Mt. Kilimanjaro – “The Roof of Africa”
After about a 20 year wait on my bucket list, in June 2010 I was finally able to check off climbing the highest mountain in Africa, Mt. Kilimanjaro.
Mt. Kilimanjaro is a mile taller than any mountain in the Colorado Rockies.
Only half of the people who try to climb Kilimanjaro actually make it. The trail is not particularly steep or tortuous, but with every step you slowly leave behind the oxygen-rich farmlands and rain forests below as you push towards the arctic desert above.
Climbing kilimanjaro is a little bit like climbing a staircase 2 miles long – grueling.
Like I always do, I looked for a guide, a mentor, a coach who had already done what I wanted to do. Our guide for this climb was Dean Cardinale, one of the world’s top mountain guides. Dean had actually climbed Mt. Everest a few years earlier.
Dean’s game plan had us climbing the Machame Route, a tough route up the mountain but one with spectacular scenery and few other climbers. We took five days to get to the top. 40 miles of trails!
Another key to making this possible was our incredible team of porters. They carried all our gear up the mountain, cooked great meals for us, set up and broke down the camps and kept us going with constant songs of encouragement.
When you are taking on a big challenge like this one, you’d better have a strong support team in place. there is no way we could have made it without our incredible porters.
Through the rainforest.
Our porters were amazing – 40 pound loads.
The first day we climbed through the rainforest to 10,000 feet. The next 3 days we traversed the mountain climbing high in the mornings and descending to 12,000 to sleep. This was done to acclimate to the high altitude. Every day we felt stronger as our bodies got used to the high altitude.
Camping above the clouds.
Climbing a 900 foot rock wall.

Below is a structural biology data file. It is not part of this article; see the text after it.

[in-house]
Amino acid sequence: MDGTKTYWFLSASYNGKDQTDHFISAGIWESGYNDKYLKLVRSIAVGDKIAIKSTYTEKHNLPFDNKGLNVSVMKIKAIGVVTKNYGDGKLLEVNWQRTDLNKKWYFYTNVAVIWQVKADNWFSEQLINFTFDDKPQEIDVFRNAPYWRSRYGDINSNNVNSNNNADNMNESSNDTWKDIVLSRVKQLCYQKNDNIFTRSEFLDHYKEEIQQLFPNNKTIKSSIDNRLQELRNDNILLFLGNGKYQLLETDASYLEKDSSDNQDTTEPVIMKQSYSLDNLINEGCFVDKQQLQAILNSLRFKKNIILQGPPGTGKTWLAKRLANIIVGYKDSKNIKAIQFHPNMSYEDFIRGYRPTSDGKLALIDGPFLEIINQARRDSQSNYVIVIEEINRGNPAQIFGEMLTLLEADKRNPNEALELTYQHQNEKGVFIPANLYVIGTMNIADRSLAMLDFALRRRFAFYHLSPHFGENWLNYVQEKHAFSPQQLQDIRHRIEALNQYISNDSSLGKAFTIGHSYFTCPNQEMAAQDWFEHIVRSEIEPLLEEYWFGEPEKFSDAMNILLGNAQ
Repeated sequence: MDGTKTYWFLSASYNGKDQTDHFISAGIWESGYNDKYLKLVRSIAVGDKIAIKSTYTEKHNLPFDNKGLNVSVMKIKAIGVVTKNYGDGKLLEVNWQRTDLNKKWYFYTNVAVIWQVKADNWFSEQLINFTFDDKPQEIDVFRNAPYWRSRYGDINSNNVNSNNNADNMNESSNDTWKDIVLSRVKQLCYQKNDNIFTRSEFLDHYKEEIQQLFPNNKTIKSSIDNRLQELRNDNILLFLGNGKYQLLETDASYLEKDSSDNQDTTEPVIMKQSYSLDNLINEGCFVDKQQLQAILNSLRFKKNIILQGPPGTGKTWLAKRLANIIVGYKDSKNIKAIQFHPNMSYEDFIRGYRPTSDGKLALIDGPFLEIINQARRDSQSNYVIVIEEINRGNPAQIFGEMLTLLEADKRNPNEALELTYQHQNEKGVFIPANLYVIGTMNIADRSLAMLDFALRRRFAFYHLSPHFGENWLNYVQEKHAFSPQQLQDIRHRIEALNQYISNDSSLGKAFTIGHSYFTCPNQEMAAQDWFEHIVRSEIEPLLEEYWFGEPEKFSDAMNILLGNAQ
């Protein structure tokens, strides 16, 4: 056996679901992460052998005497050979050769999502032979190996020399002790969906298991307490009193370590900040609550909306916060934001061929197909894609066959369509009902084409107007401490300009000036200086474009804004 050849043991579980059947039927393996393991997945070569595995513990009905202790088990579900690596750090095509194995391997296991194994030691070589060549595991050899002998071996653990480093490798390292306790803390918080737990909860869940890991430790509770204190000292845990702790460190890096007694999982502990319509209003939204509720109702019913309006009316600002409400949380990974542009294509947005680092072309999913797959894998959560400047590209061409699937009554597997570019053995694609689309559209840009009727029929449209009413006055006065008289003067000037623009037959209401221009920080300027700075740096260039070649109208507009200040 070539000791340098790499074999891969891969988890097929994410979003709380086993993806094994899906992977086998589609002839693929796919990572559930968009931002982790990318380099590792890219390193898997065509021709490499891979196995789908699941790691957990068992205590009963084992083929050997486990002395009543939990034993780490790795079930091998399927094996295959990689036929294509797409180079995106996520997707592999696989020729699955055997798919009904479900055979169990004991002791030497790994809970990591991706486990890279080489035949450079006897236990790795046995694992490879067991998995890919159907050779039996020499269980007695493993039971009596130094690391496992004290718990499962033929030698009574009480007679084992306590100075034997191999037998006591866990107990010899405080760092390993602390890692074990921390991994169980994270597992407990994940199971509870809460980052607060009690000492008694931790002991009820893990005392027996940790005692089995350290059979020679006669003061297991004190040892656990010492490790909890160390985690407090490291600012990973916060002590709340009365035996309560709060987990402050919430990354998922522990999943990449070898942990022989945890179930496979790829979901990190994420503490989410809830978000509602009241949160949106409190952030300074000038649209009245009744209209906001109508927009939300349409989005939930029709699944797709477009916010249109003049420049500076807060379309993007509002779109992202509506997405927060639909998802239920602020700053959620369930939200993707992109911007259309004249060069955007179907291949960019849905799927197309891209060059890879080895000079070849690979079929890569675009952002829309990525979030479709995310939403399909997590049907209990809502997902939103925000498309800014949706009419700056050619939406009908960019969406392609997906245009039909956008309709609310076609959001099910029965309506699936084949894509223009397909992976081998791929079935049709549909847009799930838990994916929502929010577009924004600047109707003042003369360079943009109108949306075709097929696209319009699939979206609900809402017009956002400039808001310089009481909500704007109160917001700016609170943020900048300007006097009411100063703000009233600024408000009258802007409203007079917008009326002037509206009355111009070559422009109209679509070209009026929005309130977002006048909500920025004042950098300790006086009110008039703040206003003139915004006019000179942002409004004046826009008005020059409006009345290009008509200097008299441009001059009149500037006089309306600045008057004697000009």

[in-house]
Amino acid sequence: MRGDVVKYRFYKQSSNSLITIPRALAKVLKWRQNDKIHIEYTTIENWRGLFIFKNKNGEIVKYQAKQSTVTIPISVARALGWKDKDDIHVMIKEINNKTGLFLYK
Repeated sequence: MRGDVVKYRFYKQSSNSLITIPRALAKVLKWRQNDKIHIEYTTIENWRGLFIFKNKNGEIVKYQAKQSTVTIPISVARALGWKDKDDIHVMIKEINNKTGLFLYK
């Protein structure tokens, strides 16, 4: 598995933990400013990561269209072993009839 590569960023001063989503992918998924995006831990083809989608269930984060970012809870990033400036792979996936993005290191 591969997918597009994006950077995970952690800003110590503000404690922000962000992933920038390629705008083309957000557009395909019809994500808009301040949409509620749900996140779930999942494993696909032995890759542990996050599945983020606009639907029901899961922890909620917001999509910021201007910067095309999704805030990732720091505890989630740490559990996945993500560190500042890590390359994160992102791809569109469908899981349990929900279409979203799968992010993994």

One step at a time.
Acclimating is critical, because at the summit, each hard-earned breath contains only half the oxygen you took for granted at sea level, and you get winded just bending over to tie your shoes. few people would imagine that simply walking could be so difficult.
“Pole, Pole” is a big key to getting to the top. Pole, pole means “slowly, slowly” in Swahili. Our porters constantly said those words to to us like a mantra so that we would take our time up the mountain. Slowly, slowly gives your body time to acclimate. You must pace yourself. If you try to rush it, you won’t make it. One step at a time. Pole, pole.
Making our way to high camp.
Dehydration is always a danger and above 15,000 feet breathing becomes extremely labored. I actually mismanaged my water on the summit day and was dehydrated at the top. The last few hours were extremely difficult and exhausting for me.
On the last day we climbed 7 hours to high camp, rested a couple of hours, had an early dinner, slept for 4 hours, and were climbing again at midnight for a 7 hour push to the summit. We summited at daybreak, took a few pictures, and took 3 hours to get back down to high camp.
Daybreak near the summit.
The snows and glaciers of Kilimanjaro.
There we rested for a couple of hours, and then descended another 4 hours to a lower camp. Summit day was the most exhausting day of my life.
Will and desire are the things that got me through the last day. I just kept thinking about how great it would be to get my picture taken by the big sign at the summit – on the roof of Africa.
How about you? Do you have a burning desire to reach your goals? If you want something badly enough, that will and desire will keep you in the game until you succeed.
At the summit with Greg Reid (19,340 feet)
Only when you’ve climbed Kilimanjaro will you understand why it’s regarded as the most underestimated mountain in the world.
The biggest lesson I learned from this experience is just how much punishment the body can take. Your body can take just about anything. It’s your mind you have to convince.
No matter what you are doing, no matter how hard it is and how tired you are, if you can convince yourself to take one more step, you can continue moving forward.
Take one more step towards your goals and dreams and make your life a fantastic adventure.
Come join us on our next adventure!
Olympic Motivational Speaker Ruben Gonzalez